But what would happen if Christians actually intentionally attached purposeful behavior to their lives that extended far beyond Sunday morning routine and monotone confessions of faith?  What if your family gave one of its two incomes to help provide water or housing or education for kids in a third world country?  What if you mentored a troubled youth who was headed for disaster and directed him/her to develop the skills that God poured into them?  What if you regularly served the hurt, dying, hungry, lonely, lost, hopeless, and broken in such a Christ-like way and then introduced them to the person who is the motivating force behind the love that you show and the one who rescued you from boring, meaningless life and ultimately death to an eternally gratifying life – your Lord and Savior Jesus.  That, my friends, is a story.  Contrary to most pursuits today, it won’t make your life more comfortable.  But it will make life more meaningful.  It would be a mirroring of the selfless love that Christ radiated into the world.  It’s a solid expression of a faith that says, “I know I’m a stranger here (1 Peter 1:1, 17; 2:11) and heaven is my home (Philippians 3:20).” It’s a solid expression of the Christian truth that the life we live is no longer a life for ourselves, but a life for Jesus, who gave his life for us.  (2 Corinthians 5:14-15).  It would be closer to what Christian life was designed to be rather than what we see most Christians’ lives as.

The conclusion I’ve stumbled upon…

Jesus is the greatest story ever told.  Bar none.  In a cutthroat world that claims “survival of the fittest,” he was the fittest who humbly descended to help the unfit survive.  He’s a hero if there ever was one.  Due to a love so great that it’s really not known, understood, or often even believed in this world, he comes not from outer space, but from outside time and space, and he enters his own creation.  He comes as a lowly one and embraces the lowly and lays down his strength, comfort, praise, and finally his life all so that he could save both the oppressed and the oppressors.  He faces conflict after conflict, negative turn after negative turn, and finally, in the most depressing darkness, at the climax of his story – an undeserved death on an instrument of torture – he saves the entire world.  Beyond all logic and comprehension, he comes back to life, just as he promised, and his victory becomes celebration for all his people.  That’s a best-selling page-turner and an edge-of-your-seat blockbuster.  That’s as jaw-dropping of a story as it gets.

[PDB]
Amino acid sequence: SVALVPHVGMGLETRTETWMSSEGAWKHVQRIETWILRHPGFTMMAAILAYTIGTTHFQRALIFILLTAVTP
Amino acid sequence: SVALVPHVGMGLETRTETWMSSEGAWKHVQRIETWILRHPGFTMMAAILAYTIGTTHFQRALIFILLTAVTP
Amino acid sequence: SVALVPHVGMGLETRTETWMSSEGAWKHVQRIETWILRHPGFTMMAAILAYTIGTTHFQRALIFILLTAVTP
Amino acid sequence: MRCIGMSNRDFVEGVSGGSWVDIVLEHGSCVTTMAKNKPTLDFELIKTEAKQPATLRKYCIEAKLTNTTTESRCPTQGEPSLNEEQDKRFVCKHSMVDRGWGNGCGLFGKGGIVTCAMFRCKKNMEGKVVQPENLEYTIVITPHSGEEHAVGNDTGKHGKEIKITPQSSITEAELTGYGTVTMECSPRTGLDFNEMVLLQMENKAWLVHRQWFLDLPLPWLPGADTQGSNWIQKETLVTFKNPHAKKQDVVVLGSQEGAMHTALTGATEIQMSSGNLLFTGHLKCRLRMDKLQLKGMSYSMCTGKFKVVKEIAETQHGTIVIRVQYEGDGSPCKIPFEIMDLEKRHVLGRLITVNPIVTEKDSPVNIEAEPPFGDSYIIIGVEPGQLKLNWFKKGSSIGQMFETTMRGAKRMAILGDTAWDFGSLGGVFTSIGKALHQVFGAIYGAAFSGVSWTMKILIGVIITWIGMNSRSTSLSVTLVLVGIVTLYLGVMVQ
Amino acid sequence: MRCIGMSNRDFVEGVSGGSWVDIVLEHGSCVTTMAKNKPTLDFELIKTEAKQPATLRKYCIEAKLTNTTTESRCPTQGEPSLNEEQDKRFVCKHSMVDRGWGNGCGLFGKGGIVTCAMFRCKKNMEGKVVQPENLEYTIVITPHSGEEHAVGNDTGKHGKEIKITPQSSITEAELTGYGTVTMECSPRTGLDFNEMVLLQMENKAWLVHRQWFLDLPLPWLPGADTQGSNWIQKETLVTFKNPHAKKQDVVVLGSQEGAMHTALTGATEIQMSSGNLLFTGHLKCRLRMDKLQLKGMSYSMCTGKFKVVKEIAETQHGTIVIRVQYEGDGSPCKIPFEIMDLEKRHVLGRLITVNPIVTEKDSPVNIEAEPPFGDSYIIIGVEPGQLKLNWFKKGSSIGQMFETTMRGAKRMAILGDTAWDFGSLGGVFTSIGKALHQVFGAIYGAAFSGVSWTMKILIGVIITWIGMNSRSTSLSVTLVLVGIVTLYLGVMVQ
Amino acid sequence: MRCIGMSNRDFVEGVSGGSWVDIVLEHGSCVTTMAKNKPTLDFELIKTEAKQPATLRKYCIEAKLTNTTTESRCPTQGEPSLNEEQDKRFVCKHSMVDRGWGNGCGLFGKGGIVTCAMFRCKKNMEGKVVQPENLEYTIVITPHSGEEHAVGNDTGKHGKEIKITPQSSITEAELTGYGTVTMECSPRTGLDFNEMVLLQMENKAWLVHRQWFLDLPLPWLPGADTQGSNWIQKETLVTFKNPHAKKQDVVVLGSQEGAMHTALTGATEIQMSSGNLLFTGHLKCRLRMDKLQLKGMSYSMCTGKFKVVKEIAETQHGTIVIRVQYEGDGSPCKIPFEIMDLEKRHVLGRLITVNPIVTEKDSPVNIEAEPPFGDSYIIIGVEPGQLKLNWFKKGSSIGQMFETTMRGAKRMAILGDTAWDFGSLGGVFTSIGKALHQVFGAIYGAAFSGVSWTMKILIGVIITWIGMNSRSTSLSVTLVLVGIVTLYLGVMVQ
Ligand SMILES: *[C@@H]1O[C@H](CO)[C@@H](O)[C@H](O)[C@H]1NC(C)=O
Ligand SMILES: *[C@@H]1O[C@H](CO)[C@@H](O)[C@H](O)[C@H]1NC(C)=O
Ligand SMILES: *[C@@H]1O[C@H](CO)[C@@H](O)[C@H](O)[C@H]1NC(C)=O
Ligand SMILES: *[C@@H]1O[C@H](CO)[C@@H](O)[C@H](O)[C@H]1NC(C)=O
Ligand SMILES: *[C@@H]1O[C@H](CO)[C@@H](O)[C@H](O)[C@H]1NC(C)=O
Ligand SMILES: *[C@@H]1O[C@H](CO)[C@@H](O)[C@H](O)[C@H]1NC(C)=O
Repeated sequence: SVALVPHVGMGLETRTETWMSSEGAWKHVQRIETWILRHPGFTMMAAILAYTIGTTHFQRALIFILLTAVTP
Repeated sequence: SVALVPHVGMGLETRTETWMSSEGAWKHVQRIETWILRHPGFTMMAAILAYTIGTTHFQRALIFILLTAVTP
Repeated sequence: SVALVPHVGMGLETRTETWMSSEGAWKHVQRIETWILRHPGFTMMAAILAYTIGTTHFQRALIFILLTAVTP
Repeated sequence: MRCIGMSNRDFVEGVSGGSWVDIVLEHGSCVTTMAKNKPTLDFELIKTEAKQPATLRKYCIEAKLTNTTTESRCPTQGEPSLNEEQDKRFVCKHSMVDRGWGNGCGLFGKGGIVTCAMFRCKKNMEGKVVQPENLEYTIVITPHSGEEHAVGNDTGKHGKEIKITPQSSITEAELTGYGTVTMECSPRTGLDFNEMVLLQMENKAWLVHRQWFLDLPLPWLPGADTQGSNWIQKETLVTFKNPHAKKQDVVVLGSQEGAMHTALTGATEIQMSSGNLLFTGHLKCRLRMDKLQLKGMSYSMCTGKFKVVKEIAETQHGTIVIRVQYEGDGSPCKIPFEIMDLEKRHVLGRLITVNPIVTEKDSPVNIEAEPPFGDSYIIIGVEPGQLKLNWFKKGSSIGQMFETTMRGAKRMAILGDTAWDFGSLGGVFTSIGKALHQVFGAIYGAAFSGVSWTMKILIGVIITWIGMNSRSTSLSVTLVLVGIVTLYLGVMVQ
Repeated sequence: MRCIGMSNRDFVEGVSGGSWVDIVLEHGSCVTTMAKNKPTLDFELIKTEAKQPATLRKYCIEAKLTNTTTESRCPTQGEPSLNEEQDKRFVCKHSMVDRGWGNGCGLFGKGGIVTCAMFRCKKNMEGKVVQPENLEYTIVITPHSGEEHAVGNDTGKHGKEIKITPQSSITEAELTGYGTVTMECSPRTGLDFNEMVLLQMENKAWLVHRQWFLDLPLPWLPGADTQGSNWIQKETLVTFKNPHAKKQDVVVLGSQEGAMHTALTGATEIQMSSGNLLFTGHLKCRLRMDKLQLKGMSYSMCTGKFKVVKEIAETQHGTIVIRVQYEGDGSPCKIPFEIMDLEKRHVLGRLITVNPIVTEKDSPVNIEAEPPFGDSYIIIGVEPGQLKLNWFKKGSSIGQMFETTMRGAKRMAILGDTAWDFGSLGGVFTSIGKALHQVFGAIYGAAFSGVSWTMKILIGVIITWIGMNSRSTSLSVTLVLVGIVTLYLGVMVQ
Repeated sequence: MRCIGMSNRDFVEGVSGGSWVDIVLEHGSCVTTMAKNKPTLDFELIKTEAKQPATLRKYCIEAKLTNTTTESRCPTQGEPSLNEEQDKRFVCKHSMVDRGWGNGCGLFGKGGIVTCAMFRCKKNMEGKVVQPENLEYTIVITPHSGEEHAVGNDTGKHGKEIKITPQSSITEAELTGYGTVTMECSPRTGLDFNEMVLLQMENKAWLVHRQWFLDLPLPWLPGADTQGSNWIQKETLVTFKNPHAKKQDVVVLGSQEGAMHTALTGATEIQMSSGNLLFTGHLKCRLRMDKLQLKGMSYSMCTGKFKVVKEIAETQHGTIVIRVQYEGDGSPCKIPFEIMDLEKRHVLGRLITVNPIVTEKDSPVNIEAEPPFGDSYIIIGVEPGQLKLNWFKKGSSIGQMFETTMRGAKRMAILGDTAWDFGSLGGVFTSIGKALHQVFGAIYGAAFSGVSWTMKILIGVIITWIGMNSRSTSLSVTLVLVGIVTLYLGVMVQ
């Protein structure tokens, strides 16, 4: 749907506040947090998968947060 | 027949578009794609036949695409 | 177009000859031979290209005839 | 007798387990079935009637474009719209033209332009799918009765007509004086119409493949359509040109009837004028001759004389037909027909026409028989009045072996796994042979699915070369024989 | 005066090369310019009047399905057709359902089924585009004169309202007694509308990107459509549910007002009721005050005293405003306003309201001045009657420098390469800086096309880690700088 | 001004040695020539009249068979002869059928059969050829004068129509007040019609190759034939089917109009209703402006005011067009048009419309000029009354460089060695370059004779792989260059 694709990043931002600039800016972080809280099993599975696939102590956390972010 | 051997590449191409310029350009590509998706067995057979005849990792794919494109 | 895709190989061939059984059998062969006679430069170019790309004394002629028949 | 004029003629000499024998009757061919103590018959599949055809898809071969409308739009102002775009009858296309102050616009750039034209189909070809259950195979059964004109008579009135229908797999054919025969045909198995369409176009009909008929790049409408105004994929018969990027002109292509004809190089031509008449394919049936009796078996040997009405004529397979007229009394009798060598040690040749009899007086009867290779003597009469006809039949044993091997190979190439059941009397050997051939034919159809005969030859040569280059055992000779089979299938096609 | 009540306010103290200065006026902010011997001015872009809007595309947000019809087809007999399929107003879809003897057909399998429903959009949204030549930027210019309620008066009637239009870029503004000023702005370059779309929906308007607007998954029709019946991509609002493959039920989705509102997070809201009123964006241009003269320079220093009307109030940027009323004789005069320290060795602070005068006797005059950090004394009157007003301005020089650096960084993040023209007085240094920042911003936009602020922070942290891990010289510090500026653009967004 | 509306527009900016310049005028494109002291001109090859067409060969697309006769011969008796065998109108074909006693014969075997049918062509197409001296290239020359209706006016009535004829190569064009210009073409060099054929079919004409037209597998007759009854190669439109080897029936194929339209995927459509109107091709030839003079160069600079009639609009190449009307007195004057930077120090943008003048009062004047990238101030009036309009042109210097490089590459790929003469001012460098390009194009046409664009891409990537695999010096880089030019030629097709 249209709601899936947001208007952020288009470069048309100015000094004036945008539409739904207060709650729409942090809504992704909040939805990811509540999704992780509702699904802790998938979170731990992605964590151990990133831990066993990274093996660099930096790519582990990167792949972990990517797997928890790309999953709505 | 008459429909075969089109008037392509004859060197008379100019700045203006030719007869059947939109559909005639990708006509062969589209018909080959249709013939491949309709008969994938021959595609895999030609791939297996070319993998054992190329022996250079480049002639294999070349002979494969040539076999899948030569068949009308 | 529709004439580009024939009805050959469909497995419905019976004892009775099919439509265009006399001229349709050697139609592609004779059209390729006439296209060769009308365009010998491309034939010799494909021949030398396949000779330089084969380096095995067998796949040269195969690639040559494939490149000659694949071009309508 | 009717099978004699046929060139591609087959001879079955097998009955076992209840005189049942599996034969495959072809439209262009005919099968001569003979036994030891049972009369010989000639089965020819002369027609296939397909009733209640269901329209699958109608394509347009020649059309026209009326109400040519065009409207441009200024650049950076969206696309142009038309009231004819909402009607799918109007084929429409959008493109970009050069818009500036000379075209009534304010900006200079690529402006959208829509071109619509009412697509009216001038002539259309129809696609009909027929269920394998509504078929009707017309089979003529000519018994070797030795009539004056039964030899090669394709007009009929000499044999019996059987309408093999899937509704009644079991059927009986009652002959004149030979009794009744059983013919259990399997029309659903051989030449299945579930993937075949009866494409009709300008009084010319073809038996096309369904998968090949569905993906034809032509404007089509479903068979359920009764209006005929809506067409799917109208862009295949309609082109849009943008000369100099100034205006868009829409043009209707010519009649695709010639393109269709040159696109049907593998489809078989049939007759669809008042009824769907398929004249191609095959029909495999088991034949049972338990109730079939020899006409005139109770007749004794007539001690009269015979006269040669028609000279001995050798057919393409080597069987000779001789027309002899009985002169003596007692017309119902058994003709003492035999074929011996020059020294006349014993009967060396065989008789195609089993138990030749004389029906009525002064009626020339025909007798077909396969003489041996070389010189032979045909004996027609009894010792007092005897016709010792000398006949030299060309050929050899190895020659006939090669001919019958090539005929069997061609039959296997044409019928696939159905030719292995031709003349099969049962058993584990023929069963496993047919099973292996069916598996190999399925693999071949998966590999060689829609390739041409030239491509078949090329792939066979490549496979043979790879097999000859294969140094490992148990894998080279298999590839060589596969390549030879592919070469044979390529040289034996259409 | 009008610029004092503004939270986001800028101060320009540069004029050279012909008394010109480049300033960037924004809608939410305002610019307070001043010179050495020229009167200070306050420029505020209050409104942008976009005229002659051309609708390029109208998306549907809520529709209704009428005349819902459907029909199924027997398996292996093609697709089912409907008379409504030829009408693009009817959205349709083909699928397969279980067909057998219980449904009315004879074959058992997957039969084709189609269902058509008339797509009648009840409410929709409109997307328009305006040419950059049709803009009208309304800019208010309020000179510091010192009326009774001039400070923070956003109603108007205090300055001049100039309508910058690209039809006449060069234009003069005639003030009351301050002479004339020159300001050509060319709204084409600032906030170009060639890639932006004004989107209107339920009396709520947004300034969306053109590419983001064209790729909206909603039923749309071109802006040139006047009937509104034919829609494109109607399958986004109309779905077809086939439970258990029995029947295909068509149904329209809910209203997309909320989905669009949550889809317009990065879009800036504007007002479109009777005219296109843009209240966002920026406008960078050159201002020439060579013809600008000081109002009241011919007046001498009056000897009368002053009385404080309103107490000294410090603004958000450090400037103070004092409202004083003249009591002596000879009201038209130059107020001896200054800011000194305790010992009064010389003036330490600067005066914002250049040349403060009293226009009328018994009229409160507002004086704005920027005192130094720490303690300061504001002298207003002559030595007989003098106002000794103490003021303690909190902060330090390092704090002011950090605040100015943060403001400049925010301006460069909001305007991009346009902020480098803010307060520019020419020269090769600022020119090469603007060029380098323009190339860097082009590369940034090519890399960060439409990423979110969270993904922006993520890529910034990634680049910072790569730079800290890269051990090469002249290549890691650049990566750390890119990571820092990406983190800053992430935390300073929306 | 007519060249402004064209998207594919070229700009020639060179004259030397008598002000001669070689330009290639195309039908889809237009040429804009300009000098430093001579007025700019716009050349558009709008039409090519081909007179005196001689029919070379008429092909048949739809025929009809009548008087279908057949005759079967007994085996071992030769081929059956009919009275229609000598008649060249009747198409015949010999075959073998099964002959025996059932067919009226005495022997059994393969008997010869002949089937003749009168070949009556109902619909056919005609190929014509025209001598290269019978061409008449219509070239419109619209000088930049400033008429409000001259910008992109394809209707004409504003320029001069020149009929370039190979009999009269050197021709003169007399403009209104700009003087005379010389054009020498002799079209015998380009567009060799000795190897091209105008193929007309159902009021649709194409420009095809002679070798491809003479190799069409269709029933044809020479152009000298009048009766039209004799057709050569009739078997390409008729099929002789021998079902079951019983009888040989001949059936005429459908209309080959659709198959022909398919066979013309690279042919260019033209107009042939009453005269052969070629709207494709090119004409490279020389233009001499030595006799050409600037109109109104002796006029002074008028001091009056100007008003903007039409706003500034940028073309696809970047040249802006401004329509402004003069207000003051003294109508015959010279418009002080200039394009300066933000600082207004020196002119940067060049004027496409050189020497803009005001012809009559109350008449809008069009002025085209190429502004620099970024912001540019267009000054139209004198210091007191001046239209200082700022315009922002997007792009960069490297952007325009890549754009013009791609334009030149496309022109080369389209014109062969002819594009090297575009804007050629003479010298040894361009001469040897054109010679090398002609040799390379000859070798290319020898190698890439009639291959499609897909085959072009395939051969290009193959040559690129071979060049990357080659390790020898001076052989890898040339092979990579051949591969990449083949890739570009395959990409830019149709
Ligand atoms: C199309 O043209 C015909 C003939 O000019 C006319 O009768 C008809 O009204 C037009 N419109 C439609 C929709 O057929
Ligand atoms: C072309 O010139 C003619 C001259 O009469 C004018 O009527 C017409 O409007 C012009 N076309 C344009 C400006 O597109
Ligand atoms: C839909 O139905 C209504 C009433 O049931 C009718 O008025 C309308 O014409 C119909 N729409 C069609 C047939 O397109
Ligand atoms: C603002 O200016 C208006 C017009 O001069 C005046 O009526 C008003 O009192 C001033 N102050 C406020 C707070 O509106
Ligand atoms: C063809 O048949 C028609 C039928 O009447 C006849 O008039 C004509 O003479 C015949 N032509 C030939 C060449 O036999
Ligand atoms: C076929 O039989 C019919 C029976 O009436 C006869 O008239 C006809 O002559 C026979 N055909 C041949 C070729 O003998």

As Christian “little Christs,” we have a story that is best told when mirroring Jesus and pointing to Jesus.  He brings a significance that adds purpose to a rat race.  He brings vitality that excites bored lives.  He brings a peace that calms troubled hearts.  He brings love to a world that only ever seems to want to break our hearts.  Not only is Jesus the greatest story, but he also is the Christian’s best story.

So, my advice for others…In Christ, Make Your Story a Great One

The easiest way to tell if a character is a great protagonist or not is to see how much “good” the world would lose out on if that individual was lost.  In the past, I rarely thought about how much of Christ’s light or love I was shining into the world.  I think much more about it now.  Yeah, it’s true that it’s the “right thing” to do, but it also attaches meaning to my story, and that’s a much better way to understand the purpose of life on earth, i.e. significance in Christ.

As a Christian, you are a protagonist in a story with the most joyous of endings.  Heaven is the original “happily ever after.”  Like a Disney classic, you know where this thing is going – a glorious, breath-taking resolution.  With the words, “It is finished,” Jesus has already written the final scene.  However, from here to eternity, your story’s still being written.  It’s your call how meaningful and exciting you want it to be.  But I can assure you, if Jesus is at the heart of it, it will be a wonderful and worthwhile adventure.

“I have come that they may have life, and have it to the full.” (John 10:10)

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One thought on “Struggles of a 3 Year-Old Pastor and What’s Been Learned So Far: PART II – Choosing a Better Story

  1. Pastor,
    Funny you mention Donald Miller because I just finished “A Million Miles in a Thousand Years”. I agree with you that narrowly, Miller’s focus on story can be beneficial. I actually wish this were just a secular book with no ties to Christianity, I would actually be less hesitant to recommend it. But Miller’s confusion of vocation and the theology of “hearing from God” that accompanies it are what the Evangelicals I know grasp on to and for that crowd this book is bad for them even though they love it (I saw it highly promoted at the local Christian bookstore). That said your advice of choosing a path that leads to a better story knowing “Jesus has already written the final scene,” is spot on.